You could also compare the Flu vs COVID hospitalizations vs. deaths. As of 01/20/21:
Flu: 458,320/37,239 = 8.1%
COVID: 5,729,000/486,965 = 8.5%
So, risk of dying from COVID after hospitalization is almost the same as for flu.
Similarly, a study published in the December 15, 2020 BMJ put the death rate among COVID-19 patients at 18.5%, while it was 5.3% for those with the flu. Those with COVID were nearly five times more likely to die than flu patients.
But none of these comparisons to flu mortality is particularly helpful.
The relevant comparison with flu is not the chance of dying if you have flu, it’s the chance of catching flu/the chance of dying of flu. I don’t concern myself even a little about the mortality risk from flu. It’s so low that I find it an unhelpful point of comparison. (But I do get my flu shot every year, as early as possible, since non-lethal flu is nasty, and the shot costs me nothing other than a few minutes.) For males in my age group, flu is not even listed among the top 10 causes of death.
The active-shooter risk comparison
This is even less helpful than the comparison to flu mortality. I don’t happen to know the mortality risk of every type of event. I estimated it as higher than it is. (In so far as there are reliable numbers and definable groups-at-risk.) So, my conversant jumped on that as supporting his point. Except it didn’t. My response (the rational one) was NOT to increase my estimate of the risk of dying from COVID-19; it was to reduce my estimate of dying should I somehow find myself in an active shooter situation. It caused me to lower my (already very minor) concern about getting shot.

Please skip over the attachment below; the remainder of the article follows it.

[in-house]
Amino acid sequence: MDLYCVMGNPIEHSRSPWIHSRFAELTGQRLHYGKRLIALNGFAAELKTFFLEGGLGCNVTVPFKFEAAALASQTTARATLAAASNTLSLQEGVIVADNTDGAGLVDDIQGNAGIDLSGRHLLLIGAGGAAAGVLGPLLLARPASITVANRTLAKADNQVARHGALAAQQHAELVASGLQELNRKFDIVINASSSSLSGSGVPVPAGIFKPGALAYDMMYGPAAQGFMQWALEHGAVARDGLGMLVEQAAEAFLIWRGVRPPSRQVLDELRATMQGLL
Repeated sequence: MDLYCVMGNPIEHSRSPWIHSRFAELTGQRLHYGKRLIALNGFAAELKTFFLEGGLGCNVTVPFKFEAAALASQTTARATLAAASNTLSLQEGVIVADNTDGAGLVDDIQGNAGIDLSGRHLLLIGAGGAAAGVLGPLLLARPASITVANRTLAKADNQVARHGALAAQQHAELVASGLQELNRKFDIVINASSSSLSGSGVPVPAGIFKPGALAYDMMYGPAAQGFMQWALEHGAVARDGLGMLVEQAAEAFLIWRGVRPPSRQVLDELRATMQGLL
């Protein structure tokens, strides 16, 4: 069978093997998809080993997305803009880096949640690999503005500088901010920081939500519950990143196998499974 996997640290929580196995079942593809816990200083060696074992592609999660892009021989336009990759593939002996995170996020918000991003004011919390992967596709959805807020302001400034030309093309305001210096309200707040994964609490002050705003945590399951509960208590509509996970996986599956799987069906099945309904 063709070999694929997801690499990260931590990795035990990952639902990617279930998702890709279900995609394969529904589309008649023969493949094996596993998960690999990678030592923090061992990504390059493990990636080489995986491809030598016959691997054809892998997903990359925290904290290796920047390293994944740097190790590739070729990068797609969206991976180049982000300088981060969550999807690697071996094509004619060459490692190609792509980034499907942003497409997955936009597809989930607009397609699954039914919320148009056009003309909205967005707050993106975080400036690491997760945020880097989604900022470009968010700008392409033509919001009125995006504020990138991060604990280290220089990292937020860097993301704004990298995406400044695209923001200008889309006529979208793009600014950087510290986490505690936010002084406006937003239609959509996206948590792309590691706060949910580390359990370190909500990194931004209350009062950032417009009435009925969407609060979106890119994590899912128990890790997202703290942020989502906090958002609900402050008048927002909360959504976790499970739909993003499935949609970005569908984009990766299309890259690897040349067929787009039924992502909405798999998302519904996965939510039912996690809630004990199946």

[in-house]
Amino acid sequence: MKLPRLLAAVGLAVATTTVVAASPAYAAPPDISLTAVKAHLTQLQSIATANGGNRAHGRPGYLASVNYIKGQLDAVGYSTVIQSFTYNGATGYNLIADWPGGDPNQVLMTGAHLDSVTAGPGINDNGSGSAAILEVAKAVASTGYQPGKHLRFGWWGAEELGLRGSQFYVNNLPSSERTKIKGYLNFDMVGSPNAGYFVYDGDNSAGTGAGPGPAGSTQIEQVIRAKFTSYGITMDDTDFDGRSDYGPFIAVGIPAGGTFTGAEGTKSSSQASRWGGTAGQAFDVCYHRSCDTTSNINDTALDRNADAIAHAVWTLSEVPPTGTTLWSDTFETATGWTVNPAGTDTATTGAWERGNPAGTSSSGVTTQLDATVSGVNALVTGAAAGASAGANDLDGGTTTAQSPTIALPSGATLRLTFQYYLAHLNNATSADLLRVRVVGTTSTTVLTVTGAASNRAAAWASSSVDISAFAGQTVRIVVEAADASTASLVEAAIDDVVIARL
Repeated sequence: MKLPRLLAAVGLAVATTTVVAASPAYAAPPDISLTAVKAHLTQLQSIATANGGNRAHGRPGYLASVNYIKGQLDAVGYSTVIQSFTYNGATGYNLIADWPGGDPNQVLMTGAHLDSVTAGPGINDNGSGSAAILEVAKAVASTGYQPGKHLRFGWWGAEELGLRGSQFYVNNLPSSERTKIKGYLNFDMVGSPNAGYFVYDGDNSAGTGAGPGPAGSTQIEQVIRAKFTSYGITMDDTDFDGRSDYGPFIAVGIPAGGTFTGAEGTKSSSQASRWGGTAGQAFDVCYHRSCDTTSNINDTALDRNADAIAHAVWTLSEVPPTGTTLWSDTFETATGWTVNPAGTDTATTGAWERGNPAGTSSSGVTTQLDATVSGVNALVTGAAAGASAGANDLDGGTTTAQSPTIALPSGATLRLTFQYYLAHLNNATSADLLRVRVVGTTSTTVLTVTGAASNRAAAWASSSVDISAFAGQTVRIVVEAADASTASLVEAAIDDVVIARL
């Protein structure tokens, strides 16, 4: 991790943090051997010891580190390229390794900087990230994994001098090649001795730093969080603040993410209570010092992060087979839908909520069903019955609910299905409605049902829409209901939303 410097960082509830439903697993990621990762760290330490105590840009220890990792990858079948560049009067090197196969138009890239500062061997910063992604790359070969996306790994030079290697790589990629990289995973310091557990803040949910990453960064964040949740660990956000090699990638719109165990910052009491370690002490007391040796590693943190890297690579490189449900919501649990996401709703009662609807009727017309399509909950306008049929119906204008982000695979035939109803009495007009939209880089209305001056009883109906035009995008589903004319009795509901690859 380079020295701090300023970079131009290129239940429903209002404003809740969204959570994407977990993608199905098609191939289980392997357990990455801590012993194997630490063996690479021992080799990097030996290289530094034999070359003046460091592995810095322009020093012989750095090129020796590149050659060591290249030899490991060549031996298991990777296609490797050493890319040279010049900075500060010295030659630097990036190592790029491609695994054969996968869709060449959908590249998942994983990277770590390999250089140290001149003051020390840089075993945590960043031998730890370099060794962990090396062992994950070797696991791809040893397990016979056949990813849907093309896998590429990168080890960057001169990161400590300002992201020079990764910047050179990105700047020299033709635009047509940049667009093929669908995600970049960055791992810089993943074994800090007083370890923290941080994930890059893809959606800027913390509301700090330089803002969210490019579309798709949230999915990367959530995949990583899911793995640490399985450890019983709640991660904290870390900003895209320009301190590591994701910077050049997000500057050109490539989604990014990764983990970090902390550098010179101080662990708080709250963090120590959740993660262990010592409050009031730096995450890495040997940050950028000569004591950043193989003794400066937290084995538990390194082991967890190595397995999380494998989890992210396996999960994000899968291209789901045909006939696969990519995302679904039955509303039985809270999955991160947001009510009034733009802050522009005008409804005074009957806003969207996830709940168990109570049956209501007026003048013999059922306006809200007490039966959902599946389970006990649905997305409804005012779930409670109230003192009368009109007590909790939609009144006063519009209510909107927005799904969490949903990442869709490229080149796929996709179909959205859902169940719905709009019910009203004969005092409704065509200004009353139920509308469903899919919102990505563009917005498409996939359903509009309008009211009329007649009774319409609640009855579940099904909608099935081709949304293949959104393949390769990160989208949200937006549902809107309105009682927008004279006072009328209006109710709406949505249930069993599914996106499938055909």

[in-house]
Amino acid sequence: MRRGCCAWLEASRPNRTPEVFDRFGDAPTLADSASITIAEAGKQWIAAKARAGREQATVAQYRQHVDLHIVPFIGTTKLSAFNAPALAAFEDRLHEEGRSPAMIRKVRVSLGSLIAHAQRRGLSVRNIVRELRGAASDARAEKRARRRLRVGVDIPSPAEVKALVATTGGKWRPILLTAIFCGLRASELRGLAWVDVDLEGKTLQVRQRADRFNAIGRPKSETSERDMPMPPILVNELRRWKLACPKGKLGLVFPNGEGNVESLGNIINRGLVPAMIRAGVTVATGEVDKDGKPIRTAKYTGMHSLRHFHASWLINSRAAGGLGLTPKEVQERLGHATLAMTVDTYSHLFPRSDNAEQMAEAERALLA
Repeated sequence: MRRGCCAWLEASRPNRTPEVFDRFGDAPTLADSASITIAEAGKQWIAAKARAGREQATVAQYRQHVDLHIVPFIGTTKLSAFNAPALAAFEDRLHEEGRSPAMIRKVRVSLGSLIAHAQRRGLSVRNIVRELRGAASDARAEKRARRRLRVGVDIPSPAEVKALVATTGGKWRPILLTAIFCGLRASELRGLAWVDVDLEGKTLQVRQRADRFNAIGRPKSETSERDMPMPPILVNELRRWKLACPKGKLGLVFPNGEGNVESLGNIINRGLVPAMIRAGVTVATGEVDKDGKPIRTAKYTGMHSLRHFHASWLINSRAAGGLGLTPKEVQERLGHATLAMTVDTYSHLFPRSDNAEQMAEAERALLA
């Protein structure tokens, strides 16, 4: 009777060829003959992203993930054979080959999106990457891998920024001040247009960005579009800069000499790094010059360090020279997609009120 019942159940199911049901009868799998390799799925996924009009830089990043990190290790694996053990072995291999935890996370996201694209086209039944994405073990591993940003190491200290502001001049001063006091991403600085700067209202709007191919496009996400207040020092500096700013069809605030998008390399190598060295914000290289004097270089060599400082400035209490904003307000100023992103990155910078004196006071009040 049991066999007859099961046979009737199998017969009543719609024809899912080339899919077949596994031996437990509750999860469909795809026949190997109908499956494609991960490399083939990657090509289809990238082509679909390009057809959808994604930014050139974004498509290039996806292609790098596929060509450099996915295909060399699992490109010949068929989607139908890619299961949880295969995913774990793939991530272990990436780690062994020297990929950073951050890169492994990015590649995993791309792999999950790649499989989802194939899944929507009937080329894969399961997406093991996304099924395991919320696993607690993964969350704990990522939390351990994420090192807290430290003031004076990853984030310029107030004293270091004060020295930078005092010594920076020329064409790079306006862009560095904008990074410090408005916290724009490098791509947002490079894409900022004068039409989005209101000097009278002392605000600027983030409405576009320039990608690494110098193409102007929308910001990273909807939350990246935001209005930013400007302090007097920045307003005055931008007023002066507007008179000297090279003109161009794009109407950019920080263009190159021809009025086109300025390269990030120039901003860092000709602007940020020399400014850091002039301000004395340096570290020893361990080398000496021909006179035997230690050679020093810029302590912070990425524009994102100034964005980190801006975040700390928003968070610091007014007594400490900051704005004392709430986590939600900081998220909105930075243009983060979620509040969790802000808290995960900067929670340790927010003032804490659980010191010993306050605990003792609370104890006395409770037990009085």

Even more so than for influenza, the relevant comparison is not the chance of dying in an active shooter situation. It’s the chance of getting into an active shooter situation/the chance of dying in such a situation. We are ALL in an active COVID situation! (Unless you are a very strict hermit.)
Most sensible measure of risk of dying from COVID-19
What is the most reasonable and useful measure of risk of dying from COVID-19? Again, to keep the discussion manageable, I’m focusing on the absolute annual level of risk for someone like me. A good first approximation puts the risk at 2.8%. But MY risk – and the risk to other males my age who also lack risk factors – is less. A more accurate number (which is hard to ascertain) would be much lower since I lack any of the risk factors. But here are the current stats on raised risks for each of the major risk factors that I lack, other than being male. [Source: https://www.rgare.com/knowledge-center/media/research/covid-19-mortality-by-age-gender-ethnicity-obesity-and-other-risk-factors]
The major factors increasing the mortality risk from COVID-19 are:
1. High deprivation (low socioeconomic status)